The Antarctic ice sheet is ringed with floating extensions known as ice shelves, which dam the flow of grounded ice into the ocean. Their removal can cause acceleration of ice flow and subsequent sea level rise. For example, in the decade following the collapse of the Larsen B Ice Shelf in 2002, acceleration of its tributary glaciers led to 9 Gtyr-1 of ice loss – one-third of ice loss from the entire Antarctic Peninsula during that period. The Larsen C ice shelf (LCIS) is an order of magnitude larger than the area lost from Larsen B and concerns have been raised about its long-term viability, in the context of increased episodes of extreme melt events associated with atmospheric rivers.
Firn is a porous material (like a sponge) formed as snow compacts into ice. It is a key component of the ice shelf system and it is thought that for ice shelf collapse to occur, its firn layer needs to become saturated with melt water. Whilst the firn layer on LCIS remains unsaturated at present, it is not clear when saturation (and potential ice shelf collapse) will occur. This PhD project will combine a novel set of field observations with a physically based model to predict the saturation of the ice shelf firn layer and provide valuable new insight into its likelihood of collapse over the next century. The project will be supervised by Dr Katie Miles, Dr Amber Leeson and Prof Mal McMillan at Lancaster University and by Dr Vincent Verjans at the University of Busan in South Korea. Training will be given in glaciology, data handling and process-based modelling. The student will be based at Lancaster but will have the opportunity to spend a three-month research visit at the University of Busan during their PhD.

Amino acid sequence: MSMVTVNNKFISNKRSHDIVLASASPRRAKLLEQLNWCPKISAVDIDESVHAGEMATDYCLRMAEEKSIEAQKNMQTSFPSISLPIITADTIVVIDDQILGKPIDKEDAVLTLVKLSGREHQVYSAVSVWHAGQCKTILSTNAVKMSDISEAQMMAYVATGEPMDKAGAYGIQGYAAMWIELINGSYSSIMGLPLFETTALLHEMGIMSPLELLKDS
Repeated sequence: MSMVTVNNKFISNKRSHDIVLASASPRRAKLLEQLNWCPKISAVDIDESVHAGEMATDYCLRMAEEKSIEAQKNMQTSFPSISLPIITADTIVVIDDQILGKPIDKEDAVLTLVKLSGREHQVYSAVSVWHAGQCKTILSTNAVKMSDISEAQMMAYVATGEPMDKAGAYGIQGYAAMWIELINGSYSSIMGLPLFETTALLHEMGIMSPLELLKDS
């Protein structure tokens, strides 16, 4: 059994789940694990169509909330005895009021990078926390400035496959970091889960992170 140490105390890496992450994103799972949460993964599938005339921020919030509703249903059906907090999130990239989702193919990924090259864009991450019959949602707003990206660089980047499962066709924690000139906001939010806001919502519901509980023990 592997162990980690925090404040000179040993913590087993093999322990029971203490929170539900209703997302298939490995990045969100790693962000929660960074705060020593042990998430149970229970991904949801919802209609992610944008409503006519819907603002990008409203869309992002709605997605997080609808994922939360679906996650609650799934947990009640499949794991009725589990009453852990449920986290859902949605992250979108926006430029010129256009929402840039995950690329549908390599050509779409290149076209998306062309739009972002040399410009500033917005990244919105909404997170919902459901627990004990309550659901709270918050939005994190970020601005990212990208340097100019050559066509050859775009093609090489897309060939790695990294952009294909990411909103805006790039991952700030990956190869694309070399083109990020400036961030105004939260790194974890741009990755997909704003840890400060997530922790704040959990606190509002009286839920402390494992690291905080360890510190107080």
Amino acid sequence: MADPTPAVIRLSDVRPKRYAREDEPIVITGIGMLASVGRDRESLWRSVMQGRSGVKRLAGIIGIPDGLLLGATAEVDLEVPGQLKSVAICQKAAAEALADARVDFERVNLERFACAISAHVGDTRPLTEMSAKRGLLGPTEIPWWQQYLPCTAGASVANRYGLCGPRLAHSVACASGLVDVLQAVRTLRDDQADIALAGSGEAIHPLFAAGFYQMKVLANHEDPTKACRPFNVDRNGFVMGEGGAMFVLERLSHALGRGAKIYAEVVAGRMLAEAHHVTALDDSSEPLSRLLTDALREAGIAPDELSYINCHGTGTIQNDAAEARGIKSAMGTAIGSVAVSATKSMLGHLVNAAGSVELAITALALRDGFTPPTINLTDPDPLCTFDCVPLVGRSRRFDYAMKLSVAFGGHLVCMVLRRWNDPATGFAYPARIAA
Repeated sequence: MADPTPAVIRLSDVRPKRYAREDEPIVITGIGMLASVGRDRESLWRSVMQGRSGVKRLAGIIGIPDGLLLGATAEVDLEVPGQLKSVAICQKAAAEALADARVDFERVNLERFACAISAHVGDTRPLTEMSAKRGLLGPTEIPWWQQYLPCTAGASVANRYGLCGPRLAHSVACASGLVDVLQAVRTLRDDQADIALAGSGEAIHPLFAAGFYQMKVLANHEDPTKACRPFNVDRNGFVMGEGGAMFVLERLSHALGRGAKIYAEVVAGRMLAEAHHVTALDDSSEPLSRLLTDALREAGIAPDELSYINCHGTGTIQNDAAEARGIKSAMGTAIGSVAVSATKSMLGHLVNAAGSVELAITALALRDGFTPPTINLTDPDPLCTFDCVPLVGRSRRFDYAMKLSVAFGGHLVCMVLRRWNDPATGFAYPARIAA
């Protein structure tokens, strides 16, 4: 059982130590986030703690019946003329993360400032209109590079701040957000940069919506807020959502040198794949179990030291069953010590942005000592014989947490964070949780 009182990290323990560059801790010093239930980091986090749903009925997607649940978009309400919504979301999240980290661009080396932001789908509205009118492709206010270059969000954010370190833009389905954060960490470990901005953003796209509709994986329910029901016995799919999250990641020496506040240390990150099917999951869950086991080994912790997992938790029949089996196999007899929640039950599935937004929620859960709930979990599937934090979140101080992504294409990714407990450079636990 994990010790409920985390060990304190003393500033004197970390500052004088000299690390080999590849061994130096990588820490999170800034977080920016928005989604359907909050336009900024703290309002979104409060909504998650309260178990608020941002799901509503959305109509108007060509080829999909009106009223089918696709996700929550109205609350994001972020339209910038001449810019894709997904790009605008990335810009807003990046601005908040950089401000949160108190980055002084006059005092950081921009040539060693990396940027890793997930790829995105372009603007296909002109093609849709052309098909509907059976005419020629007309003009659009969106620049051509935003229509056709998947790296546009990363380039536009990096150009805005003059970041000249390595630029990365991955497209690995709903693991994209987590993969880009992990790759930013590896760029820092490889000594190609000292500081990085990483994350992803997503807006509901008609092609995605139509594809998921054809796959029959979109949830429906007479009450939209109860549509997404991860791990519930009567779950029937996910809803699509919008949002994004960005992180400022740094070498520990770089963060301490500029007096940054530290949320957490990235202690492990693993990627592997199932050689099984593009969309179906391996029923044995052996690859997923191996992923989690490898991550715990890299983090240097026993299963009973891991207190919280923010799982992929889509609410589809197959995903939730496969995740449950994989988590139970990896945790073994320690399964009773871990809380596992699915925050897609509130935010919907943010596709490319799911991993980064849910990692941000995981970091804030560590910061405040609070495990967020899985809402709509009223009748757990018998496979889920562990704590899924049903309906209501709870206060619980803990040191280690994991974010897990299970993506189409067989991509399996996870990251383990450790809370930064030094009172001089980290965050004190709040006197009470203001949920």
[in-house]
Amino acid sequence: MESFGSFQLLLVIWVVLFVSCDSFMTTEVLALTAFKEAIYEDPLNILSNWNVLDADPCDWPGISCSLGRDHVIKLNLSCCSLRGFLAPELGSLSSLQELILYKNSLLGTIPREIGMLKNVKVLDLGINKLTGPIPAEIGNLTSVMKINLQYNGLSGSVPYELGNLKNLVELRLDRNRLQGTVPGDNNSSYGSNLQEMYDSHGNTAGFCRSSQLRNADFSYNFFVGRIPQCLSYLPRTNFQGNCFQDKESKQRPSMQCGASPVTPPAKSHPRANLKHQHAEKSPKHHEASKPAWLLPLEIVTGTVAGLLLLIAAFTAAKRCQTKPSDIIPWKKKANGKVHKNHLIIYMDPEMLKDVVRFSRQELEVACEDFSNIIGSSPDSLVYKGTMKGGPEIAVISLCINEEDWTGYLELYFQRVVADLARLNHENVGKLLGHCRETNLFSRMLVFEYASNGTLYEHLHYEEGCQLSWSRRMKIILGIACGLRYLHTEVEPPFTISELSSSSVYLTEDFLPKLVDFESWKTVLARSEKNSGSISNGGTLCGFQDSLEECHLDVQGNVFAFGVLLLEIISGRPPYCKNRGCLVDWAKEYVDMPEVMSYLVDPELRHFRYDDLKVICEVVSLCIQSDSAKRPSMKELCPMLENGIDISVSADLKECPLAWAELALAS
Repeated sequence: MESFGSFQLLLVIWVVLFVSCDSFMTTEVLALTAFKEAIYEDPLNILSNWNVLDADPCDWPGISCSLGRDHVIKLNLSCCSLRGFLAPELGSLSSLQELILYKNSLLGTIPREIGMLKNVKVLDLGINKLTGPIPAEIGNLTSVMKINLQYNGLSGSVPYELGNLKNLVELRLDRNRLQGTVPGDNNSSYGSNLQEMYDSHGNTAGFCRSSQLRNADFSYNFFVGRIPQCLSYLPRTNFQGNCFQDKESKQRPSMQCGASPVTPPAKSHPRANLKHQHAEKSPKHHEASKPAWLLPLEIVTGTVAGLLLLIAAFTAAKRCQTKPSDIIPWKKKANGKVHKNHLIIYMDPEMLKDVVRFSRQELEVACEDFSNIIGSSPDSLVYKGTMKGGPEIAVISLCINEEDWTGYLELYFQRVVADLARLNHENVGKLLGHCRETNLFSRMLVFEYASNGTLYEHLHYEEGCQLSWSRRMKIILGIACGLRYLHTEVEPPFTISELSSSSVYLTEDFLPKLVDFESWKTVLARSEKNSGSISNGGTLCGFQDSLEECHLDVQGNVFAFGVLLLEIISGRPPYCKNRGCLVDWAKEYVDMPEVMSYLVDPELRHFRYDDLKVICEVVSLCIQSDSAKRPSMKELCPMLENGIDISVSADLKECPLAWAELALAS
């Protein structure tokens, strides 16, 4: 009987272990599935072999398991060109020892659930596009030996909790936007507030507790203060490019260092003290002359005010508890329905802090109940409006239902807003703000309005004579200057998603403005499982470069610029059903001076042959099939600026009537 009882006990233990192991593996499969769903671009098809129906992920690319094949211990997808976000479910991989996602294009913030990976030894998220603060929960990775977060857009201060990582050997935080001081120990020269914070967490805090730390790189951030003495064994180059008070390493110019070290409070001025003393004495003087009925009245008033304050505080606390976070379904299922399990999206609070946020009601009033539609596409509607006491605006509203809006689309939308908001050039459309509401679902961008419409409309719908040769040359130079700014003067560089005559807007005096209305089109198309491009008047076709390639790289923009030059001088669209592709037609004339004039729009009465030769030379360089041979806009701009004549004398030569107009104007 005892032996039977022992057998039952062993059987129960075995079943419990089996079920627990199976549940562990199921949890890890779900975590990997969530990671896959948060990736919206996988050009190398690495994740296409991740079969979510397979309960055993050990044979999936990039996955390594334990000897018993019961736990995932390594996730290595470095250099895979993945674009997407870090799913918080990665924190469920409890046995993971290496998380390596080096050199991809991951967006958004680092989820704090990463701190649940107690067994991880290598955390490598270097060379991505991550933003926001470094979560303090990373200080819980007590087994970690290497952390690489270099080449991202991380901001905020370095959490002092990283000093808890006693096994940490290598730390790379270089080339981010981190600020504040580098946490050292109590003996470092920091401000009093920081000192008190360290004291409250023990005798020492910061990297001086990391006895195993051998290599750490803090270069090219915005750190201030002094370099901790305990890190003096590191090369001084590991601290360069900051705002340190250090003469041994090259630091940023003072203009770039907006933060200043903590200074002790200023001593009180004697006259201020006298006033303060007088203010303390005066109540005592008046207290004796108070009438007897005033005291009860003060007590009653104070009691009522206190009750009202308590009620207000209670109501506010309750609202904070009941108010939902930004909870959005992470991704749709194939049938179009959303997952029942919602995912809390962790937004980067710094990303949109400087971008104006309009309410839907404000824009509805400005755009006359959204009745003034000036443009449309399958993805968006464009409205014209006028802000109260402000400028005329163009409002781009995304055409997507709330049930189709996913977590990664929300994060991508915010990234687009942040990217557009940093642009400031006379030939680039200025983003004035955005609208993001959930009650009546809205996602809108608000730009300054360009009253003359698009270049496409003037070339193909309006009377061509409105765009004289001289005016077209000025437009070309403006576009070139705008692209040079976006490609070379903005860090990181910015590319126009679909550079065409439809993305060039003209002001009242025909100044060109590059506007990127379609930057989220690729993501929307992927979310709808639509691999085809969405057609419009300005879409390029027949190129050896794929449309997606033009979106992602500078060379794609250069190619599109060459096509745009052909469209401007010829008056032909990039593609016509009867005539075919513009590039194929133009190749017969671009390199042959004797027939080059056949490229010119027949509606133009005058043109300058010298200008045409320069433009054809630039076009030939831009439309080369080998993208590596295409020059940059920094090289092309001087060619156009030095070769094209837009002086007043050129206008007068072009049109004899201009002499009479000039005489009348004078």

Candidates shall be good honours graduates in appropriate subject areas, of a recognised university or comparable university, or persons holding equivalent qualifications who show evidence of exceptional ability, or who have demonstrated their ability in graduate studies.
Students should have an interest in Glaciology, especially of the ice sheets. Coding experience (ideally in Python), or at least a willingness to learn, would be an advantage.
Email address for enquiries.